Vagus Nerve

The Vagus Nerve and its effects on the body

We meet many patients who come into the clinic with a long list of uncomfortable and often strange symptoms that seem entirely unrelated.  A single patient may experience symptoms such as brain fog, racing heart, burping, inappropriate crying, overactive bladder, and difficulty swallowing.  How are all of these symptoms connected?  They can all be caused by vagus nerve dysfunction.  Before we get into how the vagus nerve can cause these symptoms, let’s talk about where the vagus nerve is and what it does.


The vagus nerve is the tenth of twelve cranial nerves.  A cranial nerve is a nerve that is not part of the spinal cord but instead emerges directly from the brain through various foramina (holes) in the skull.  The vagus nerve exits the skull from the jugular foramina behind the ear and travels down the neck in between the jugular vein and the carotid artery.  This area is covered by the scalene muscles and a large muscle called the sternocleidomastoid (SCM) muscle.  


The vagus nerve has many connections with muscles and organs as part of both the sympathetic and parasympathetic nervous syndrome.  For the purpose of discussing the vagus nerve as it relates to symptoms, we can break down vagal function into six categories: cardiorespiratory, gastrointestinal, emotional, reflex, sexual/bladder and cognitive.

  • Cardiorespiratory:  the vagus nerve has a significant role in controlling heart rate, ventilation rate and blood pressure to accommodate for the changing oxygen needs of the body.
  • Gastrointestinal: the vagus nerve has connections with several gastrointestinal sphincters and also plays a role in satiation (feeling full).
  • Emotional: because of its input into the amygdala (a part of the brain that plays a role in emotional processing), the vagus nerve can have some effects on emotion, especially concerning emotional stress or anxiety
  • Reflexes: the vagus nerve has many connections along the throat, including muscles surrounding the esophagus and larynx.  These connections are associated with several important reflexes including gagging, vomiting, coughing and sneezing.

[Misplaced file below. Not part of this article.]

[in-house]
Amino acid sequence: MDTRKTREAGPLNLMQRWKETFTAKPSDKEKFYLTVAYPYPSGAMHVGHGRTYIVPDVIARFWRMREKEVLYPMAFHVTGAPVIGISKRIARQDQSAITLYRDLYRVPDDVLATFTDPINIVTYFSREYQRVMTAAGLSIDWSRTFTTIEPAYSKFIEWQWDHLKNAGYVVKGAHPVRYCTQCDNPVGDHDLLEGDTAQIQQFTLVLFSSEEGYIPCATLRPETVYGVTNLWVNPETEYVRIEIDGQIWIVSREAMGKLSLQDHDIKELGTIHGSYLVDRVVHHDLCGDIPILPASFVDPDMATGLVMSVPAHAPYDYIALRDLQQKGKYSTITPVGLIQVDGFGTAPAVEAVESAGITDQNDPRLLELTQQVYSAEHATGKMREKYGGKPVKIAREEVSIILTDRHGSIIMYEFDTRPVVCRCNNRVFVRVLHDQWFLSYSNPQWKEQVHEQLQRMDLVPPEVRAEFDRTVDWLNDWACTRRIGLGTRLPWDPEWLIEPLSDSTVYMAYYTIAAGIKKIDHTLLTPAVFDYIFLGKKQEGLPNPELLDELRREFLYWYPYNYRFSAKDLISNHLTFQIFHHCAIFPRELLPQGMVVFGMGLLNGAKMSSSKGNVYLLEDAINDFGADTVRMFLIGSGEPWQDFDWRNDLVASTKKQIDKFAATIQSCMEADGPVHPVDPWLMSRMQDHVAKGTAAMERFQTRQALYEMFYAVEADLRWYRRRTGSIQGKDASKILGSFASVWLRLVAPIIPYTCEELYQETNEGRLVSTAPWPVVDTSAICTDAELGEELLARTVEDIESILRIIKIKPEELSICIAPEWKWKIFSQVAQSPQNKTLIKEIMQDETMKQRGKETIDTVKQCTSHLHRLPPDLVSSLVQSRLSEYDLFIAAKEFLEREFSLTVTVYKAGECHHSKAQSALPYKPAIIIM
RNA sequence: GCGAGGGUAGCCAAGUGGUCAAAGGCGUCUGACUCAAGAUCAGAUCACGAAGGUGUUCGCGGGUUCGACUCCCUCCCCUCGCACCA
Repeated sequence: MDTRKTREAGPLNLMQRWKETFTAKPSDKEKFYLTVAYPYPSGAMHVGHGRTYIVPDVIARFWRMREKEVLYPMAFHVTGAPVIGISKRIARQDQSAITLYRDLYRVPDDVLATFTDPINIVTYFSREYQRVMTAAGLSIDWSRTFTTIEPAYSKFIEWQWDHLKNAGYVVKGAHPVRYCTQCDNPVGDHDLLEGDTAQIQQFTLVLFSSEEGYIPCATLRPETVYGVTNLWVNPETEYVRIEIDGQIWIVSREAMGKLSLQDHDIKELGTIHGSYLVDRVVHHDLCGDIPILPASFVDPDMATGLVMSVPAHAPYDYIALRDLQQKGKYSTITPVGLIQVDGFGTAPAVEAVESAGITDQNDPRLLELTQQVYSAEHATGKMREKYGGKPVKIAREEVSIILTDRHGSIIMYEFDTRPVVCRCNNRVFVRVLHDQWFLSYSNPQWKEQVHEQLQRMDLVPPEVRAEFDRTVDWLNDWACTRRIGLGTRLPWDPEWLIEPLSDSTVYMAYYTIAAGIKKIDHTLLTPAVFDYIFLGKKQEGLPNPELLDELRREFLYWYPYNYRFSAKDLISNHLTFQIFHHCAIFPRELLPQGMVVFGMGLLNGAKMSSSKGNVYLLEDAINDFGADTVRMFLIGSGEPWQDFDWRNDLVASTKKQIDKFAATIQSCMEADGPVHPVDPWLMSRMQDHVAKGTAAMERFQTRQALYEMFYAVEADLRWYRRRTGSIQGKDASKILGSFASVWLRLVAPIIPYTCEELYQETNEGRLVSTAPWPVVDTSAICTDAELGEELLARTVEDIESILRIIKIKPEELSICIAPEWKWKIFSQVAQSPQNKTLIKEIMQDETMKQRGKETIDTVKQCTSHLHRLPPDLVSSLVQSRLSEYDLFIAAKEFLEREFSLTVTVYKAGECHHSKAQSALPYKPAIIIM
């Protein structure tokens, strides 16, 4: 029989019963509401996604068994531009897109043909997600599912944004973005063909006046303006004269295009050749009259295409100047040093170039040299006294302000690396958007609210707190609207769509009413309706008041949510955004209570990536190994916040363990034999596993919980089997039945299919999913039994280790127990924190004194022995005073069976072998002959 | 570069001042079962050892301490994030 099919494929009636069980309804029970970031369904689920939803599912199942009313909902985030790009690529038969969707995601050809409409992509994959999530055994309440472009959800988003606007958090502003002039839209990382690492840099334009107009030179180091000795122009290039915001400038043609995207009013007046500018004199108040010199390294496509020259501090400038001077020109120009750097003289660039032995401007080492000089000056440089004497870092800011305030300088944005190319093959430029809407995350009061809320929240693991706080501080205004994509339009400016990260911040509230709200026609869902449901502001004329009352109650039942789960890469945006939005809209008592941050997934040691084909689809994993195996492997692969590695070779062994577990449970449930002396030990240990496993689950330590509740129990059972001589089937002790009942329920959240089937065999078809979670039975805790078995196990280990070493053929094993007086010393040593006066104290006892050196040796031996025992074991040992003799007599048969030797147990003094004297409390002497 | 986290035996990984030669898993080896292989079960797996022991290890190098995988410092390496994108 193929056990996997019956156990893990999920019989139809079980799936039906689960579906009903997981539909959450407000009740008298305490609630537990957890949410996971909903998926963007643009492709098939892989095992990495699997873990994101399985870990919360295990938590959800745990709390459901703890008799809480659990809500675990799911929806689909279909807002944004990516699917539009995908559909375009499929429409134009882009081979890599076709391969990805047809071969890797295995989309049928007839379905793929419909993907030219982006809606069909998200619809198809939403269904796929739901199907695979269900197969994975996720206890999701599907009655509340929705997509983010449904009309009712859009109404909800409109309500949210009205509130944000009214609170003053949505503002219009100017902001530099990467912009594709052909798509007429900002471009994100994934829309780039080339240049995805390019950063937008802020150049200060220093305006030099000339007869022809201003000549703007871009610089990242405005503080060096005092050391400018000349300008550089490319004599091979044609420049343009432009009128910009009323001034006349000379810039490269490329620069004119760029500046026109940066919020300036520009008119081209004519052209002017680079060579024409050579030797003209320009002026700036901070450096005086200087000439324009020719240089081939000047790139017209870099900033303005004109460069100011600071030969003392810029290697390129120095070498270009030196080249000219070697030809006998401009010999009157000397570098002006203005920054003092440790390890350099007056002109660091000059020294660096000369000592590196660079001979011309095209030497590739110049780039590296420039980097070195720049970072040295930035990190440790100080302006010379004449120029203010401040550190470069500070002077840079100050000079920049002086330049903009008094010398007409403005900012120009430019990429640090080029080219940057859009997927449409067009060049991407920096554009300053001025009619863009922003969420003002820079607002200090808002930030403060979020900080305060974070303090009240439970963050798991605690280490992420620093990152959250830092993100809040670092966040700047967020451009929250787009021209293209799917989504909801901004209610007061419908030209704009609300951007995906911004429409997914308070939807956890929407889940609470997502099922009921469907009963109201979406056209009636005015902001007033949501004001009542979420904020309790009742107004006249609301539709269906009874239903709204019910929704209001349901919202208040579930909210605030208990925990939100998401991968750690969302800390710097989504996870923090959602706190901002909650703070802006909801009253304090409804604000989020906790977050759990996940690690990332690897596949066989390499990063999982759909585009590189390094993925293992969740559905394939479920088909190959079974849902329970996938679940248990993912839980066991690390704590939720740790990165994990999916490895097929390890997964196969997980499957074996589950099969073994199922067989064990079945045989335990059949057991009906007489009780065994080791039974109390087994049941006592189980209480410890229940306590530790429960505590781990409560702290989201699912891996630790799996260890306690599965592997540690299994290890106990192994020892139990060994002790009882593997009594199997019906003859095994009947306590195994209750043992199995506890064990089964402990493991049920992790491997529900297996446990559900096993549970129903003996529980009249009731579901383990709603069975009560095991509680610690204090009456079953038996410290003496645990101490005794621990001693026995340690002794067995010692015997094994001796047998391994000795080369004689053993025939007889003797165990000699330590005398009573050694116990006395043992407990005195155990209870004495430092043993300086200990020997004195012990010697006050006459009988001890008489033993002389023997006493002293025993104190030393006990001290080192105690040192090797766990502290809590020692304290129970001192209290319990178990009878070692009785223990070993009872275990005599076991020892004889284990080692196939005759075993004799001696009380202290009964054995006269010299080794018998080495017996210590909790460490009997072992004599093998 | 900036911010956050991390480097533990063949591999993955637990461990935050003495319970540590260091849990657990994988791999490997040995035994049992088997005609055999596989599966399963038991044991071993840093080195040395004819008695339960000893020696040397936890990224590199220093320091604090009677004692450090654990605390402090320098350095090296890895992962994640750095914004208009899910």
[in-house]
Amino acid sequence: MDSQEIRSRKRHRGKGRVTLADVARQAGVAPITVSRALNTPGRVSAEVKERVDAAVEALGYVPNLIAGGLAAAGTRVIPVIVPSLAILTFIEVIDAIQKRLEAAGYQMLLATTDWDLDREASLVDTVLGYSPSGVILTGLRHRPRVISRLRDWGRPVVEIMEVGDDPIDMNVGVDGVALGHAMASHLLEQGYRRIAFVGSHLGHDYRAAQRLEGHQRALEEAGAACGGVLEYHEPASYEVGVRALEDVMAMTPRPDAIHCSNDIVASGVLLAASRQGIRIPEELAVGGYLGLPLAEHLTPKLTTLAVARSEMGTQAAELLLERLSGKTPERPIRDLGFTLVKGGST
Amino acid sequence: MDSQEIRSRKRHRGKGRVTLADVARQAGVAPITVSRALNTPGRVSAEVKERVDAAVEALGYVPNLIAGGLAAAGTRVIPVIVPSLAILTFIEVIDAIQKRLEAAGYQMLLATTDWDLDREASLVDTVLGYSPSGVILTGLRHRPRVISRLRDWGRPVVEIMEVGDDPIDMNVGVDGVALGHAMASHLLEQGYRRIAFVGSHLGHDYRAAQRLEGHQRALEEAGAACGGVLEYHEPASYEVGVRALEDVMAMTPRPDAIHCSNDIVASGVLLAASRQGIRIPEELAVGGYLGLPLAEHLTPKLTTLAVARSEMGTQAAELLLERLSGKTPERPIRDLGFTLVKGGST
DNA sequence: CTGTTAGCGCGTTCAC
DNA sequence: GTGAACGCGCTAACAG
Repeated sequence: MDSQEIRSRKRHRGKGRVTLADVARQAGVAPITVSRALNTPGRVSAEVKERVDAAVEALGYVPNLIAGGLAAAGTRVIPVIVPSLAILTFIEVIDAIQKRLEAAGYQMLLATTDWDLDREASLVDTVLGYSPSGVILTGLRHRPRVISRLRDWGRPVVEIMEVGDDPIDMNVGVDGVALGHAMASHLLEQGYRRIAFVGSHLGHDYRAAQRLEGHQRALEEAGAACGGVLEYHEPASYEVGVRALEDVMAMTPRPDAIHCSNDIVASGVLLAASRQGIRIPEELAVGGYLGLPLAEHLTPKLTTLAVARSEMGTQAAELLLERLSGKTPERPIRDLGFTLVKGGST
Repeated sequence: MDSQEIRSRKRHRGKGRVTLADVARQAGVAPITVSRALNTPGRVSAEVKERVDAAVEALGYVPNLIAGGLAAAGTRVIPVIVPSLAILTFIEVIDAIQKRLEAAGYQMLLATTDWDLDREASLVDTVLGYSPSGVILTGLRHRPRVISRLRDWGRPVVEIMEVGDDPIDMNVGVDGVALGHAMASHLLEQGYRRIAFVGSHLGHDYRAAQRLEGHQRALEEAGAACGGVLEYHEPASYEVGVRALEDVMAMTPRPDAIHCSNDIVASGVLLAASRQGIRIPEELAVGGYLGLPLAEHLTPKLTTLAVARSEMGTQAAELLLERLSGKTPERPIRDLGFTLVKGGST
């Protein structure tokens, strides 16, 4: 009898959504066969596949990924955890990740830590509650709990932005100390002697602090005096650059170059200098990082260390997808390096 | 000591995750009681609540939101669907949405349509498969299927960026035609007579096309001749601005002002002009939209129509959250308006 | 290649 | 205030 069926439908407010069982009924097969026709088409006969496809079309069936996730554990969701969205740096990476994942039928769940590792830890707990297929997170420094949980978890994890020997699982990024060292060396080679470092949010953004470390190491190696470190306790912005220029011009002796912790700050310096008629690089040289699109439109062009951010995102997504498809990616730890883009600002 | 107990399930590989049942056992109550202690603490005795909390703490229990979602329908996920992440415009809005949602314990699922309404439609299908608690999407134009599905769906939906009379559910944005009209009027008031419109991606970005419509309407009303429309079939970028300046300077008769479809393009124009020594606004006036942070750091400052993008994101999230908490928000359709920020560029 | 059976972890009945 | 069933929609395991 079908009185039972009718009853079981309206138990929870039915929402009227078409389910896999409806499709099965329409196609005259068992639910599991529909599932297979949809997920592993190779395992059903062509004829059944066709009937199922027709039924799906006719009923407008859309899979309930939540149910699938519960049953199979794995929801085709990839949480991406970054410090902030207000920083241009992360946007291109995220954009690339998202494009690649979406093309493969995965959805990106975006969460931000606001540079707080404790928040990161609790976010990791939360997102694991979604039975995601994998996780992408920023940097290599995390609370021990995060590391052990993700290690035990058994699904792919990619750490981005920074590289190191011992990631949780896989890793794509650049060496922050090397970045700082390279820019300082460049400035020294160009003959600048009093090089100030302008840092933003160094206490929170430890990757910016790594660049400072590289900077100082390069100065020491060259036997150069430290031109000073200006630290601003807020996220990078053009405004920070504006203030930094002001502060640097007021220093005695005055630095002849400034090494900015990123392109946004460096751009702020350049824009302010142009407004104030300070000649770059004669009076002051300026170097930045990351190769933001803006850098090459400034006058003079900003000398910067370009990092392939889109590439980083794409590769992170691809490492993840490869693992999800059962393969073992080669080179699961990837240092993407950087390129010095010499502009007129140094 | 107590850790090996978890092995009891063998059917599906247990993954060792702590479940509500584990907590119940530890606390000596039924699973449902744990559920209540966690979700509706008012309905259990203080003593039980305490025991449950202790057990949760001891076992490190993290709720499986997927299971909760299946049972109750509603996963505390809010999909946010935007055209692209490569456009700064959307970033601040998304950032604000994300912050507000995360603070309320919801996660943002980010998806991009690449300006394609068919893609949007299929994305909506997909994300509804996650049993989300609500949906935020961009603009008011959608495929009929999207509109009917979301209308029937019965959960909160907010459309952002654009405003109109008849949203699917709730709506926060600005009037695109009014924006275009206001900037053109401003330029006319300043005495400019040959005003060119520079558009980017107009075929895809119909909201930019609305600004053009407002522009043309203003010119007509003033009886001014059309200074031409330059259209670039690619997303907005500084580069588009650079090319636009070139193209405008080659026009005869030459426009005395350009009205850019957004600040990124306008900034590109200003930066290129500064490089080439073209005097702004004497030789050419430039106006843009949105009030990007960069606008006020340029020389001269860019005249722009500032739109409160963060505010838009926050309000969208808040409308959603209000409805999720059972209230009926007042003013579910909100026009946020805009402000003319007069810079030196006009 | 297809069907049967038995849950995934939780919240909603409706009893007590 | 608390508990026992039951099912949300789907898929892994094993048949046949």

• Sexual/Bladder:  The vagus has several connections with the uterus in women and can cause changes in sexual function. The vagus nerve has also been associated with bladder responses, especially associated with fear; this can be tied to the vagus nerve’s role in the sympathetic nervous system.
  • Cognitive effects: more research is required for this area of vagus nerve function, but it is possible that the vagus nerve can have effects on memory, learning and decision making, particularly through its association with the limbic system (via the amygdala).


Now that you understand what the vagus nerve does when it is working properly, you can probably agree that this nerve plays a very important role in the function of many systems throughout the body. However, since this nerve has such a crucial position in the overall operation of the human body, there is a lot of room for error when the vagus nerve stops functioning properly. Below is a list of all of the symptoms that can occur with vagus nerve dysfunction:

  • Cardiorespiratory: racing heart (tachycardia), slowed heart (bradycardia), low blood pressure, high blood pressure, and difficulty breathing.
  • Gastrointestinal: G.E.R.D., uncontrolled burping, vomiting, nausea, lack of satiation (never feeling full/always hungry), and gagging.
  • Emotional: depression, anxiety, inappropriate emotional responses (i.e. inappropriate crying), fear, and irritability.
  • Reflexes: reflexes such as gagging, burping, vomiting, coughing and sneezing may become uncontrolled or easily triggered.
  • Sexual/Bladder: changes in sexual function, overactive bladder syndrome, and incontinence.
  • Cognitive: brain fog, poor decision making, slower learning, memory loss, and difficulty remembering.

The most common cause of vagus nerve dysfunction that we see in the clinic is vagus nerve compression. When muscles become tight as a result of injury or lack of use, they can compress surrounding blood vessels and nerves. The vagus nerve is covered by the scalene muscles and the sternocleidomastoid (SCM) so when the vagus nerve is being compressed, it is often a direct result of scalene or SCM tightness. 

Scalene/SCM tightness is common in people who have sustained concussions and/or whiplash injuries. When the neck muscles undergo trauma, they often respond by tightening as a repercussion of the injury.

Treatment for Dysfunction:

Fortunately, if the vagus nerve is not functioning properly as a result of tight surrounding muscles, this issue can be treated by relaxing and stretching the offending muscles.  At MyoWorx Physiotherapy, we use the MyoWorx approach: muscles are relaxed using the TM20 machine and then the patient is taught a series of stretches specifically designed to target the scalenes and SCM muscles as well as other muscles in the neck and back.  

The vagus nerve, although a very important cranial nerve, can wreak havoc on the human body when it becomes compressed and starts functioning erroneously. If you are noticing a series of unusual symptoms similar to those discussed above, please feel free to make an appointment at MyoWorx. One of our friendly, qualified physiotherapists can conduct an assessment on you to determine if neck tightness is the cause of your symptoms.

Until next time, keep stretching!